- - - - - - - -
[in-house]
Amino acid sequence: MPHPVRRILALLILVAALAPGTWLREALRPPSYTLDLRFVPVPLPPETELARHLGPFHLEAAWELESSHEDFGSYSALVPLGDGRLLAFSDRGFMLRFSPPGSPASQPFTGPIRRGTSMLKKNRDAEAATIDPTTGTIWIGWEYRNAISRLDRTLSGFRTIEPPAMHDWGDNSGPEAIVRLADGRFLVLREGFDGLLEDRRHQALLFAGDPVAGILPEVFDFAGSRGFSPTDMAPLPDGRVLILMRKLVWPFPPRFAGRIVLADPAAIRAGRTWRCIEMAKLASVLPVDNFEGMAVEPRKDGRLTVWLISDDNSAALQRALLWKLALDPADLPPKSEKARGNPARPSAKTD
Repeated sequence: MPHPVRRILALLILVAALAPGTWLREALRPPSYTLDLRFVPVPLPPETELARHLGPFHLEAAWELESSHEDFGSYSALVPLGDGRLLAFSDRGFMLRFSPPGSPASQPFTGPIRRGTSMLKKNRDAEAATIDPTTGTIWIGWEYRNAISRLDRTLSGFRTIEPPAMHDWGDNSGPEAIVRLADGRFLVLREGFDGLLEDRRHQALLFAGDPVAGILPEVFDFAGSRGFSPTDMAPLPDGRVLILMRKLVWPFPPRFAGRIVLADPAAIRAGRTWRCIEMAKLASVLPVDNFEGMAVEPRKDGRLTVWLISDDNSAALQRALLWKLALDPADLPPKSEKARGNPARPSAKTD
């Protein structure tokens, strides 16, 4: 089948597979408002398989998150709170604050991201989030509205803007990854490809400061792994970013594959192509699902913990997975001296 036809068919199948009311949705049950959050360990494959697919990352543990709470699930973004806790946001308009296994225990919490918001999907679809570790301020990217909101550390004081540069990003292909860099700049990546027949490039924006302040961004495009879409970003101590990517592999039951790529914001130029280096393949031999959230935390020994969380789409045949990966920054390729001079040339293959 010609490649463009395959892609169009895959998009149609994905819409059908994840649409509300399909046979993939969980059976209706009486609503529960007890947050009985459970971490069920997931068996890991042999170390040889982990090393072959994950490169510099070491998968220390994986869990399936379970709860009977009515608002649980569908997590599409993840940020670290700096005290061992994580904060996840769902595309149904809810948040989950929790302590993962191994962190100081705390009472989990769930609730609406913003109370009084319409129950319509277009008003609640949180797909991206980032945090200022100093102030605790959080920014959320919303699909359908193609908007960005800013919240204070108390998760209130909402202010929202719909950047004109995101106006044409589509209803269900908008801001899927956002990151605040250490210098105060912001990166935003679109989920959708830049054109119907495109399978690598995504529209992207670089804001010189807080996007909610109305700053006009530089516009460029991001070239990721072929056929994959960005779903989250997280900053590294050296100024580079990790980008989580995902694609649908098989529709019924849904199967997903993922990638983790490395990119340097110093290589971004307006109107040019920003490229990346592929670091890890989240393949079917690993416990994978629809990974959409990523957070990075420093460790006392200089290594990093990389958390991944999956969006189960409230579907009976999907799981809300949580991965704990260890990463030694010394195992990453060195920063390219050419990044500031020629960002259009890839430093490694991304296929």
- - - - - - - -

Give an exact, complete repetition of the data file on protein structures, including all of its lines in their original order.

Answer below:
[in-house]
Amino acid sequence: MPHPVRRILALLILVAALAPGTWLREALRPPSYTLDLRFVPVPLPPETELARHLGPFHLEAAWELESSHEDFGSYSALVPLGDGRLLAFSDRGFMLRFSPPGSPASQPFTGPIRRGTSMLKKNRDAEAATIDPTTGTIWIGWEYRNAISRLDRTLSGFRTIEPPAMHDWGDNSGPEAIVRLADGRFLVLREGFDGLLEDRRHQALLFAGDPVAGILPEVFDFAGSRGFSPTDMAPLPDGRVLILMRKLVWPFPPRFAGRIVLADPAAIRAGRTWRCIEMAKLASVLPVDNFEGMAVEPRKDGRLTVWLISDDNSAALQRALLWKLALDPADLPPKSEKARGNPARPSAKTD
Repeated sequence: MPHPVRRILALLILVAALAPGTWLREALRPPSYTLDLRFVPVPLPPETELARHLGPFHLEAAWELESSHEDFGSYSALVPLGDGRLLAFSDRGFMLRFSPPGSPASQPFTGPIRRGTSMLKKNRDAEAATIDPTTGTIWIGWEYRNAISRLDRTLSGFRTIEPPAMHDWGDNSGPEAIVRLADGRFLVLREGFDGLLEDRRHQALLFAGDPVAGILPEVFDFAGSRGFSPTDMAPLPDGRVLILMRKLVWPFPPRFAGRIVLADPAAIRAGRTWRCIEMAKLASVLPVDNFEGMAVEPRKDGRLTVWLISDDNSAALQRALLWKLALDPADLPPKSEKARGNPARPSAKTD
């Protein structure tokens, strides 16, 4: 089948597979408002398989998150709170604050991201989030509205803007990854490809400061792994970013594959192509699902913990997975001296 036809068919199948009311949705049950959050360990494959697919990352543990709470699930973004806790946001308009296994225990919490918001999907679809570790301020990217909101550390004081540069990003292909860099700049990546027949490039924006302040961004495009879409970003101590990517592999039951790529914001130029280096393949031999959230935390020994969380789409045949990966920054390729001079040339293959 010609490649463009395959892609169009895959998009149609994905819409059908994840649409509300399909046979993939969980059976209706009486609503529960007890947050009985459970971490069920997931068996890991042999170390040889982990090393072959994950490169510099070491998968220390994986869990399936379970709860009977009515608002649980569908997590599409993840940020670290700096005290061992994580904060996840769902595309149904809810948040989950929790302590993962191994962190100081705390009472989990769930609730609406913003109370009084319409129950319509277009008003609640949180797909991206980032945090200022100093102030605790959080920014959320919303699909359908193609908007960005800013919240204070108390998760209130909402202010929202719909950047004109995101106006044409589509209803269900908008801001899927956002990151605040250490210098105060912001990166935003679109989920959708830049054109119907495109399978690598995504529209992207670089804001010189807080996007909610109305700053006009530089516009460029991001070239990721072929056929994959960005779903989250997280900053590294050296100024580079990790980008989580995902694609649908098989529709019924849904199967997903993922990638983790490395990119340097110093290589971004307006109107040019920003490229990346592929670091890890989240393949079917690993416990994978629809990974959409990523957070990075420093460790006392200089290594990093990389958390991944999956969006189960409230579907009976999907799981809300949580991965704990260890990463030694010394195992990453060195920063390219050419990044500031020629960002259009890839430093490694991304296929």